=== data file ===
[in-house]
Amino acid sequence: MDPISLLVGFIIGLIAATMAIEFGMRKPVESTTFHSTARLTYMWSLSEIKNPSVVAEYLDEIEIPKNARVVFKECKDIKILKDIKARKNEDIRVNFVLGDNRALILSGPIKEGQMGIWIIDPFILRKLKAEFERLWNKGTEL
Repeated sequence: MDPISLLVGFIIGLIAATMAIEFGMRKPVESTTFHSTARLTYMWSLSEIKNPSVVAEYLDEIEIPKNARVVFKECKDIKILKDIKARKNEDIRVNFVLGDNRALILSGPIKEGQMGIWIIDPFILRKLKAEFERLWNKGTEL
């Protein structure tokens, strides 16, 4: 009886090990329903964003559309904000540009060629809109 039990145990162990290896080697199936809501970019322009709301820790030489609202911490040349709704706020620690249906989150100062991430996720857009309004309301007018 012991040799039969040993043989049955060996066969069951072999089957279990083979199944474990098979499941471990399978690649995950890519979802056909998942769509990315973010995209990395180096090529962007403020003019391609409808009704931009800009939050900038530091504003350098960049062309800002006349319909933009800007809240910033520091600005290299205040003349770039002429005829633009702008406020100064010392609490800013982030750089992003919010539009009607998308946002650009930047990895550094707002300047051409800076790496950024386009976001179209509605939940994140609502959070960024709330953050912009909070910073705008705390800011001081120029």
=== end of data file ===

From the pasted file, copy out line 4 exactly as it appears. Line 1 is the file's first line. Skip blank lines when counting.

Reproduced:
């Protein structure tokens, strides 16, 4: 009886090990329903964003559309904000540009060629809109 039990145990162990290896080697199936809501970019322009709301820790030489609202911490040349709704706020620690249906989150100062991430996720857009309004309301007018 012991040799039969040993043989049955060996066969069951072999089957279990083979199944474990098979499941471990399978690649995950890519979802056909998942769509990315973010995209990395180096090529962007403020003019391609409808009704931009800009939050900038530091504003350098960049062309800002006349319909933009800007809240910033520091600005290299205040003349770039002429005829633009702008406020100064010392609490800013982030750089992003919010539009009607998308946002650009930047990895550094707002300047051409800076790496950024386009976001179209509605939940994140609502959070960024709330953050912009909070910073705008705390800011001081120029």